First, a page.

The party is behind me now. DD1's graduation open house, that is. It engulfed a huge part of the past three weeks; sending out announcements that double as invitations, cleaning and shopping and prepping and cooking and setting up and decorating and. . .
PHEW!! The party was Saturday. Sunday I spent in "open house lag", which if you've ever thrown a graduation open house, you'll know exactly what I mean. If you haven't had this particular honor yet, let me explain.
Open house lag is where you are awake, but your body is in slow-mo. Your brain works, but not quickly. You move, but not quickly. It is a state of mental and physical exhaustion coupled with the elation that you have pulled it off, the open house was a success, is now over, and you have clean-up to do.
But now it's Monday and life goes on. Jobs require attendance today. DD1 has softball practice today since her team won the regional championship on Saturday (championship game ended just 90 minutes before her open house began!). Tomorrow she plays in the State Quarter Finals. DD2 begins driver's education class today (my baby!). DS1, K2 (his girlfriend, whose name is almost identical to mine) and K3 (their daughter, my grandbaby) had to return to SC. DS2 has gone back to the U.P., where he is living and working this summer. The garden needs to be weeded and watered, the laundry needs to be done, my 18 quart roasters need to be put away, life goes on.
What I'd like to do this week is share with you some of the recipes I used in creating the food for DD1's open house. Unfortunately I won't have pictures to go along with them, but I think--and hope--you will enjoy the posts anyway and find them useful.
So check back tomorrow and the next day and the next. . . all the way to Friday, and get not just a peek at what we enjoyed at the party, but also ideas and recipes if you ever need to put on an open house in the future.
Today's recipe will be the beginning of the food: the rub for the pig we roasted.
It was a large pig, about 250 pounds, roughly 100 pounds more than it needed to be. But, it was free to us since Mother In Law raised it, so who were we to argue with it's size? Besides, roast pork freezes and reheats well, so the extra pork (about 6 gallon-sized baggies of it) will feed us for months to come,each meal of it bringing back memories of DD1's great celebration.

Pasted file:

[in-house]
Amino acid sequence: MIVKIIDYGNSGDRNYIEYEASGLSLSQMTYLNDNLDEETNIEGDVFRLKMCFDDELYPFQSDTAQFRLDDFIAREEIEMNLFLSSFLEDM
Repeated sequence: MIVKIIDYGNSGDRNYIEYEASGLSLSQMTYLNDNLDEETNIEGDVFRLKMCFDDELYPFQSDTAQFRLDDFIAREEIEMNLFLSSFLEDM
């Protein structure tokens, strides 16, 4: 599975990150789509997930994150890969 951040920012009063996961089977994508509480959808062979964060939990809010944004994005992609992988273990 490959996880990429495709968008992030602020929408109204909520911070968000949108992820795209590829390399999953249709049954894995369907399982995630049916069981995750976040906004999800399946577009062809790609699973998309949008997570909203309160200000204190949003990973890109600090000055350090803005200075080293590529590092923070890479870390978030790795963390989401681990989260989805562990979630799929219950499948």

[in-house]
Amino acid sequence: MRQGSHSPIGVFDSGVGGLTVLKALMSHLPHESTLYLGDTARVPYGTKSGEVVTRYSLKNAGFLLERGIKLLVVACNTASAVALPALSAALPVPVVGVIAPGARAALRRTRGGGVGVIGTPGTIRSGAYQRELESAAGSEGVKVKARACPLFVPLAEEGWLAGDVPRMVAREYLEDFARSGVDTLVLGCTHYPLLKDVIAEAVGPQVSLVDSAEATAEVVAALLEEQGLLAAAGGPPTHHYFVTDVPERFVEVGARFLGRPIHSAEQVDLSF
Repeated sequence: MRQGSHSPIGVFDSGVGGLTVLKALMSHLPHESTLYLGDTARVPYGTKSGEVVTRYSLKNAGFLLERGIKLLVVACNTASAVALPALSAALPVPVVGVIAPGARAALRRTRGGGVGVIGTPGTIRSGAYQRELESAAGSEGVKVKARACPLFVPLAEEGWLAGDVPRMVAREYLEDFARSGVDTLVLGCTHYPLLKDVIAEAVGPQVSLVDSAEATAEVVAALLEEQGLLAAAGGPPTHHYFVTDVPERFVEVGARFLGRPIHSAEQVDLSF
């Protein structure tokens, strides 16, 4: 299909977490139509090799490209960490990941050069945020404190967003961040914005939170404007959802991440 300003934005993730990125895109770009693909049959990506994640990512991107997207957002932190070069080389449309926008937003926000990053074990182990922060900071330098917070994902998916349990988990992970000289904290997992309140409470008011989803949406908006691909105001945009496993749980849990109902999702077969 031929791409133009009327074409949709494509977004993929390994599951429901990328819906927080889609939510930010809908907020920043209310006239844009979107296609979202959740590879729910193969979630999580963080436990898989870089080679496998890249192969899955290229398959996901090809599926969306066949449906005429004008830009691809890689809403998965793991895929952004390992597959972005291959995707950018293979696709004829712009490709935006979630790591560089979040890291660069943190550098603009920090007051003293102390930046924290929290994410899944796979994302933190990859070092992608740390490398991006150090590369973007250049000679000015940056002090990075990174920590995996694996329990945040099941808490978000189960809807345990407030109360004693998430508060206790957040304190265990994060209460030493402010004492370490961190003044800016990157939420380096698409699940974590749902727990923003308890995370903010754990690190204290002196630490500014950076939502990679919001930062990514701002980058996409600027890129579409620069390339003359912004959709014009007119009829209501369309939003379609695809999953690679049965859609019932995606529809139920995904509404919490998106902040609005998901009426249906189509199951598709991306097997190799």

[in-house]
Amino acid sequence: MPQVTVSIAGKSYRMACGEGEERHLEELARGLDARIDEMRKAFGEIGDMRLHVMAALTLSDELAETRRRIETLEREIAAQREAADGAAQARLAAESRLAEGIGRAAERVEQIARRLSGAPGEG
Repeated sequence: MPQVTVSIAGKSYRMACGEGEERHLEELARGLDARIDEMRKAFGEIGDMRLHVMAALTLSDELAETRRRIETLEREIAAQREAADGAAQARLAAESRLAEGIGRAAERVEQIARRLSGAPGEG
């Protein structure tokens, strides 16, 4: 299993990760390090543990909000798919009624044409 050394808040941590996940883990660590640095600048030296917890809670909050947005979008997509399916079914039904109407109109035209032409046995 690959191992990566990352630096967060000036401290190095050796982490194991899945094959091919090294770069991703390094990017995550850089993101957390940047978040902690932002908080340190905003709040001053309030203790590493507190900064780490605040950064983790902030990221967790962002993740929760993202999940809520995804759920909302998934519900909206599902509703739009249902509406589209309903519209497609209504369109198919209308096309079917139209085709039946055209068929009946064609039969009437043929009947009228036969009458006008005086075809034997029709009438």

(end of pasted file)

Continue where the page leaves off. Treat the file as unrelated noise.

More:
The pig was killed on Tuesday last week, four days before it needed to go in the roaster. It was split in half down the spine, then hung in a meat locker to cool and age. On Wednesday and Thursday, the 'inside' of it ('outside' still had hide and hair on to protect the meat while roasting), was rubbed each day with half of the following barbecue rub.
"Pig Rub" (or any other kind of meat you want to put it on; it's great on chicken too).
1 cup packed brown sugar
1 cup paprika
3/4 cup black pepper
3/4 cup coarse salt (canning salt, kosher salt, etc)
1/4 cup smoked salt (I used coarse salt mixed w/about 1/4 to 1/2 tsp liquid smoke)
2 Tbsp plus 2 tsp garlic powder
2 Tbsp plus 2 tsp onion powder
2 Tbsp plus 2 tsp celery seeds
1 Tbsp plus 1 tsp cayenne pepper
Mix all ingredients thoroughly, using a fork or your hands. Make sure all the brown sugar is mixed in well and no lumps are present. Store in an airtight jar (I used a couple of 1 quart canning jars) away from heat or light. Will keep for at least 6 months this way.
Use roughly 2-3 tsp of rub per pound of meat. Let the rub sit for at least several hours (in the case of something small like a chicken; or at least a day for something large like a hog) before cooking.